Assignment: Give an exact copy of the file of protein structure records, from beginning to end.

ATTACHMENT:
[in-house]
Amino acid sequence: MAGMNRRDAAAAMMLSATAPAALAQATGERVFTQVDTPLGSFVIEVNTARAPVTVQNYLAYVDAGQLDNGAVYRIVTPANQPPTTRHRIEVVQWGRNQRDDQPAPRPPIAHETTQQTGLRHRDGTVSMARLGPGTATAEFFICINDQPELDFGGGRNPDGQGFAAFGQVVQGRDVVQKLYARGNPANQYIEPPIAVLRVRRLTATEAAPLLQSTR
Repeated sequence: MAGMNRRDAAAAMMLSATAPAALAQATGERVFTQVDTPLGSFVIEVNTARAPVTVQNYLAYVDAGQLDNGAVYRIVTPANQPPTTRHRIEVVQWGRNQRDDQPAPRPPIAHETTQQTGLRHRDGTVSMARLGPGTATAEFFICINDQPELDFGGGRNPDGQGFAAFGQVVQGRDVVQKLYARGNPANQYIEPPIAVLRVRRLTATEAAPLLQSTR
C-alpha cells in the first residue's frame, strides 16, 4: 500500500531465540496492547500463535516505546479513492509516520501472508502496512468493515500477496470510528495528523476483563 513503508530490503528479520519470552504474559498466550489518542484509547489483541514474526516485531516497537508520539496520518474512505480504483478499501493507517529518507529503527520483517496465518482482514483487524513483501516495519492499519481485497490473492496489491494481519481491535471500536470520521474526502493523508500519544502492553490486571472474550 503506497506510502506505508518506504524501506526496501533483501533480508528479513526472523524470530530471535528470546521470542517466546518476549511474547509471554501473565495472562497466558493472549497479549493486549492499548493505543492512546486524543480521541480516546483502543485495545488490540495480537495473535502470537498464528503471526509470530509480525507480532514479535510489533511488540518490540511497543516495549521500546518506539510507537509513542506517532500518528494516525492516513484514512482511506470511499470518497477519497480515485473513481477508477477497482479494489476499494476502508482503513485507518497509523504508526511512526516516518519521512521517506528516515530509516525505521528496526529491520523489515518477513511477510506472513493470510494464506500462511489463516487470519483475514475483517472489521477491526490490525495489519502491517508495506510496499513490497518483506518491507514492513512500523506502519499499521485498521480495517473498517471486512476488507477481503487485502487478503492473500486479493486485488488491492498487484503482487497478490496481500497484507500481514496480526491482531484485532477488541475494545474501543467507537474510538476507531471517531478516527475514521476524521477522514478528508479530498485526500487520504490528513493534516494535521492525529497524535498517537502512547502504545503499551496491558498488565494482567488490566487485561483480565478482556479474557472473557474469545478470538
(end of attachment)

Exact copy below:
[in-house]
Amino acid sequence: MAGMNRRDAAAAMMLSATAPAALAQATGERVFTQVDTPLGSFVIEVNTARAPVTVQNYLAYVDAGQLDNGAVYRIVTPANQPPTTRHRIEVVQWGRNQRDDQPAPRPPIAHETTQQTGLRHRDGTVSMARLGPGTATAEFFICINDQPELDFGGGRNPDGQGFAAFGQVVQGRDVVQKLYARGNPANQYIEPPIAVLRVRRLTATEAAPLLQSTR
Repeated sequence: MAGMNRRDAAAAMMLSATAPAALAQATGERVFTQVDTPLGSFVIEVNTARAPVTVQNYLAYVDAGQLDNGAVYRIVTPANQPPTTRHRIEVVQWGRNQRDDQPAPRPPIAHETTQQTGLRHRDGTVSMARLGPGTATAEFFICINDQPELDFGGGRNPDGQGFAAFGQVVQGRDVVQKLYARGNPANQYIEPPIAVLRVRRLTATEAAPLLQSTR
C-alpha cells in the first residue's frame, strides 16, 4: 500500500531465540496492547500463535516505546479513492509516520501472508502496512468493515500477496470510528495528523476483563 513503508530490503528479520519470552504474559498466550489518542484509547489483541514474526516485531516497537508520539496520518474512505480504483478499501493507517529518507529503527520483517496465518482482514483487524513483501516495519492499519481485497490473492496489491494481519481491535471500536470520521474526502493523508500519544502492553490486571472474550 503506497506510502506505508518506504524501506526496501533483501533480508528479513526472523524470530530471535528470546521470542517466546518476549511474547509471554501473565495472562497466558493472549497479549493486549492499548493505543492512546486524543480521541480516546483502543485495545488490540495480537495473535502470537498464528503471526509470530509480525507480532514479535510489533511488540518490540511497543516495549521500546518506539510507537509513542506517532500518528494516525492516513484514512482511506470511499470518497477519497480515485473513481477508477477497482479494489476499494476502508482503513485507518497509523504508526511512526516516518519521512521517506528516515530509516525505521528496526529491520523489515518477513511477510506472513493470510494464506500462511489463516487470519483475514475483517472489521477491526490490525495489519502491517508495506510496499513490497518483506518491507514492513512500523506502519499499521485498521480495517473498517471486512476488507477481503487485502487478503492473500486479493486485488488491492498487484503482487497478490496481500497484507500481514496480526491482531484485532477488541475494545474501543467507537474510538476507531471517531478516527475514521476524521477522514478528508479530498485526500487520504490528513493534516494535521492525529497524535498517537502512547502504545503499551496491558498488565494482567488490566487485561483480565478482556479474557472473557474469545478470538